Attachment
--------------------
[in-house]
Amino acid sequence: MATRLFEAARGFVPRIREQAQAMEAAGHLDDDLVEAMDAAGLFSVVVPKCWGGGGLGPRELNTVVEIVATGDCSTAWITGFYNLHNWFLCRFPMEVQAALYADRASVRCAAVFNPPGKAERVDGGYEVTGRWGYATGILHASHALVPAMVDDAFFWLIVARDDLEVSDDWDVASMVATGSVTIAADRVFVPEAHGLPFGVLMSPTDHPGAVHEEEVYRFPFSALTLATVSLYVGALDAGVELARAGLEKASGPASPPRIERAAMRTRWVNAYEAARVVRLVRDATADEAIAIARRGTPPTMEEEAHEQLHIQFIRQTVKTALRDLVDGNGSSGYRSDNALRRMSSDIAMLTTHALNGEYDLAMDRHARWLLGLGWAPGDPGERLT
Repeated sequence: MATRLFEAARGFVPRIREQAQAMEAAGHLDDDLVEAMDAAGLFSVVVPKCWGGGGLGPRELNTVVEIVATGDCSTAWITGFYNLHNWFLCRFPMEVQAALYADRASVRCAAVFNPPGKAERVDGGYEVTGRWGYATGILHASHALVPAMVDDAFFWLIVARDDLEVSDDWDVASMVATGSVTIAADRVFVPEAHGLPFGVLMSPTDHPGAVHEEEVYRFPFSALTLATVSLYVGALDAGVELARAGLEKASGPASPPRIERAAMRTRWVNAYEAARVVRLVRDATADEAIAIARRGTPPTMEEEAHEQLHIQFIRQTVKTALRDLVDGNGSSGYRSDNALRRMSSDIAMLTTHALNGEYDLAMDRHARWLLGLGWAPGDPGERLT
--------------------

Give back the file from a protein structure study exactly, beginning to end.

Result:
[in-house]
Amino acid sequence: MATRLFEAARGFVPRIREQAQAMEAAGHLDDDLVEAMDAAGLFSVVVPKCWGGGGLGPRELNTVVEIVATGDCSTAWITGFYNLHNWFLCRFPMEVQAALYADRASVRCAAVFNPPGKAERVDGGYEVTGRWGYATGILHASHALVPAMVDDAFFWLIVARDDLEVSDDWDVASMVATGSVTIAADRVFVPEAHGLPFGVLMSPTDHPGAVHEEEVYRFPFSALTLATVSLYVGALDAGVELARAGLEKASGPASPPRIERAAMRTRWVNAYEAARVVRLVRDATADEAIAIARRGTPPTMEEEAHEQLHIQFIRQTVKTALRDLVDGNGSSGYRSDNALRRMSSDIAMLTTHALNGEYDLAMDRHARWLLGLGWAPGDPGERLT
Repeated sequence: MATRLFEAARGFVPRIREQAQAMEAAGHLDDDLVEAMDAAGLFSVVVPKCWGGGGLGPRELNTVVEIVATGDCSTAWITGFYNLHNWFLCRFPMEVQAALYADRASVRCAAVFNPPGKAERVDGGYEVTGRWGYATGILHASHALVPAMVDDAFFWLIVARDDLEVSDDWDVASMVATGSVTIAADRVFVPEAHGLPFGVLMSPTDHPGAVHEEEVYRFPFSALTLATVSLYVGALDAGVELARAGLEKASGPASPPRIERAAMRTRWVNAYEAARVVRLVRDATADEAIAIARRGTPPTMEEEAHEQLHIQFIRQTVKTALRDLVDGNGSSGYRSDNALRRMSSDIAMLTTHALNGEYDLAMDRHARWLLGLGWAPGDPGERLT